This work looks at the mystery of how Lord Lucan escaped capture and fled the country in 1974. It also throws light on the political intrigues of that time and shows how the so called "private armies" were being funded by just such businessmen who frequented the same circles as Lucan. Britain in the late 1960s and through the 1970s teetered on a political precipice. The far right were determined to undermine the Labour movement and on several occasions they came close to staging a coup. The elusive Colonel Maggs, who planned the Earl's escape, used this favour as a lever to obtain further funding from these men who could use his services for much weightier problems and James Gurney, while only his employee, decided to tell his side of the story when he felt that the Colonel was no longer alive. Richard Wilmott is an amalgamation of several writers and researchers. The original writer was drawn into the story through his military contacts. During research into the diaries supplied by Gurney and the follow-ups he suggested, the main writer's car was destroyed in an explosion.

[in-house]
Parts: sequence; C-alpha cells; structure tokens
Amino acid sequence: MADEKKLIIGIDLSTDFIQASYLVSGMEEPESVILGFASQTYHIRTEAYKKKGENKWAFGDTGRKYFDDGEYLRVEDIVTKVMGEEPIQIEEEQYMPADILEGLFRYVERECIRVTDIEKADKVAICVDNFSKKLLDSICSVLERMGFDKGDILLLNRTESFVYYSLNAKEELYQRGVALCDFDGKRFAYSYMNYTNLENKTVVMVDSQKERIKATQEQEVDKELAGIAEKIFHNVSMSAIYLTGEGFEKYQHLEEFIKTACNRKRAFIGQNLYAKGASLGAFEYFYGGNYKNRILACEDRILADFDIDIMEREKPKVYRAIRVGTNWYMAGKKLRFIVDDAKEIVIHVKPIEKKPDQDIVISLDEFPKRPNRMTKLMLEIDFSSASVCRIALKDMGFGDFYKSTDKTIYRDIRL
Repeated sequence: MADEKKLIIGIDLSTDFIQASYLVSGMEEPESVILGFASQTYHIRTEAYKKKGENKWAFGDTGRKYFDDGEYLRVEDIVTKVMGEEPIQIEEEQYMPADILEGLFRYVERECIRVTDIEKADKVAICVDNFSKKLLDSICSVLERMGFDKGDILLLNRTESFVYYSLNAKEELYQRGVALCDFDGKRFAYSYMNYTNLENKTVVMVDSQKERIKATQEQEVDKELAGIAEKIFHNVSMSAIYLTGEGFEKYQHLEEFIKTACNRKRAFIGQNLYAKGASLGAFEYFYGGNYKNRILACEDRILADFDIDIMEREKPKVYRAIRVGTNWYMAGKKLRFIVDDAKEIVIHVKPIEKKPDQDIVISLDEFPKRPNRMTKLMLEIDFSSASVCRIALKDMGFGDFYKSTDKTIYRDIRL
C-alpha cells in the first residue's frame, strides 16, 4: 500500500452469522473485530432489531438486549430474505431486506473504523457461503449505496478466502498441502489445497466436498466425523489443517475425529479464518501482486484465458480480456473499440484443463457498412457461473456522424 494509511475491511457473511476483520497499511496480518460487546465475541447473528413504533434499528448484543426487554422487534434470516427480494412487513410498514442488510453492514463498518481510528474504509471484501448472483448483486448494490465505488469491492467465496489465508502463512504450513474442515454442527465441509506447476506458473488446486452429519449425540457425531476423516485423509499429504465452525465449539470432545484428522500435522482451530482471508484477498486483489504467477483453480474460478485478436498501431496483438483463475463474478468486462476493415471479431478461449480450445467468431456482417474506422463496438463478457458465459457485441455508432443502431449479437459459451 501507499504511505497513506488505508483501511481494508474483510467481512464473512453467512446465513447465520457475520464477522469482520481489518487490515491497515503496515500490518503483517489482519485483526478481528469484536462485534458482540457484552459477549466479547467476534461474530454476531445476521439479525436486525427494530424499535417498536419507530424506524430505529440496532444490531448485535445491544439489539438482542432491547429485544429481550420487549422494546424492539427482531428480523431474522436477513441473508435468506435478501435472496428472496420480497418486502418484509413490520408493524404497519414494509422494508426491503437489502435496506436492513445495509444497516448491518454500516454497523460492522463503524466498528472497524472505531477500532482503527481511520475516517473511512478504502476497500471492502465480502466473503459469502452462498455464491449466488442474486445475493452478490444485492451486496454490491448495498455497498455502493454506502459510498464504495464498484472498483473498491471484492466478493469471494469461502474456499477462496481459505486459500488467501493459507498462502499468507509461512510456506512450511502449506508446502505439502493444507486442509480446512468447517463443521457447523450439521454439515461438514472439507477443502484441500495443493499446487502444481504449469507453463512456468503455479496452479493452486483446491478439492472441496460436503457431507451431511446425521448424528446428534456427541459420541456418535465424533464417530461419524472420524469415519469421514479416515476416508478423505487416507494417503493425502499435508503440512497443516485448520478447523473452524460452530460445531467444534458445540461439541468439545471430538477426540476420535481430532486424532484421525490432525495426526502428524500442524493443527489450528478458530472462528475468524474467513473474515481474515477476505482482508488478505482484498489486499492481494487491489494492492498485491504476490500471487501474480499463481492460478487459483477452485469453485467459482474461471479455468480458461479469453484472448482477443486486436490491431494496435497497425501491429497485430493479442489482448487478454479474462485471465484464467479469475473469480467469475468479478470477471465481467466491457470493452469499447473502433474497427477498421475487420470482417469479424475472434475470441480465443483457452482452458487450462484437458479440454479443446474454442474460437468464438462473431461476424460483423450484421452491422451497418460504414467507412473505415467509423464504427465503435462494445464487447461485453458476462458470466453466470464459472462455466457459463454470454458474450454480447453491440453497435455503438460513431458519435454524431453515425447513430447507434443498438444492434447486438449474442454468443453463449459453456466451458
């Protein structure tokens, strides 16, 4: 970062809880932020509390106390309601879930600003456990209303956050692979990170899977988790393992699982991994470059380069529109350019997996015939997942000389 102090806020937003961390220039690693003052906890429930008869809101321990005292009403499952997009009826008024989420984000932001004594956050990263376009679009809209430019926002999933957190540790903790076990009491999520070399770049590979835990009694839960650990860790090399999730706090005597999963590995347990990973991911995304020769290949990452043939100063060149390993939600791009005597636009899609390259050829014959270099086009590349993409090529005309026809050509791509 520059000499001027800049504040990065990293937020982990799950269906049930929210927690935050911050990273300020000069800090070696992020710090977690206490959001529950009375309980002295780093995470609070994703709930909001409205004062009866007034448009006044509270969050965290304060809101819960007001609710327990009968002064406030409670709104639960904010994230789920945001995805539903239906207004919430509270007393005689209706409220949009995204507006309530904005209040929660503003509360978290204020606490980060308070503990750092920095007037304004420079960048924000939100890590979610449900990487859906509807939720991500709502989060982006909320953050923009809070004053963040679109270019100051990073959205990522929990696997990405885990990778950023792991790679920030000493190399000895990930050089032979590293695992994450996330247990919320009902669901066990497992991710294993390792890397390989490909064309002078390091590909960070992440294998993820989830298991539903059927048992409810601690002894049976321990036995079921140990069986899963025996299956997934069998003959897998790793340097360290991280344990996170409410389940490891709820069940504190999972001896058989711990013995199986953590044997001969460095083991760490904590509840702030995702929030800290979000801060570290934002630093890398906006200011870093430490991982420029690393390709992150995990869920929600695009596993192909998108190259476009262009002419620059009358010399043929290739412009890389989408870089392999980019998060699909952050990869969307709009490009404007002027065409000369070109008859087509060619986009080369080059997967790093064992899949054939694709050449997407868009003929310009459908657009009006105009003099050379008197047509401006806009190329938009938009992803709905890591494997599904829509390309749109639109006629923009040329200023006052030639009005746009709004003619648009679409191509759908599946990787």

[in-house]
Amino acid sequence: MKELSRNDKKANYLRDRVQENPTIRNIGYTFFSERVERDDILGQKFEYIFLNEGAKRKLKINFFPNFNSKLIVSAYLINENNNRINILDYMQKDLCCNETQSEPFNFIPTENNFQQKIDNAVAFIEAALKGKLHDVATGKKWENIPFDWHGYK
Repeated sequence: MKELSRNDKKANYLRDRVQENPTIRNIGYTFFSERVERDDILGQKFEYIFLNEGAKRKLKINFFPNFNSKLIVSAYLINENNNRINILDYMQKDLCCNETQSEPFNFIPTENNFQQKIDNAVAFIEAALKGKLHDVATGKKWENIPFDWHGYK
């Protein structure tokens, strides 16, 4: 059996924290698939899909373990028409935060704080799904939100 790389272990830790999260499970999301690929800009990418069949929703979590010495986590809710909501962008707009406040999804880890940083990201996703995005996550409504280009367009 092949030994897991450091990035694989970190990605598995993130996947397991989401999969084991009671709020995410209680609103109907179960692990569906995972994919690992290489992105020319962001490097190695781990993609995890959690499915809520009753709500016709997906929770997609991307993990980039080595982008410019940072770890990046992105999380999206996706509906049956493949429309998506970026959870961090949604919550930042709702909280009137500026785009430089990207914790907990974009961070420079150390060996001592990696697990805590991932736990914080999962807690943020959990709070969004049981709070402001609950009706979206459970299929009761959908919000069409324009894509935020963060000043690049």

After being told by the investigating police officers that it was a professional job, the writer felt that he must have been stepping on someone's toes. However the research continued and all concerned tried to keep a low profile.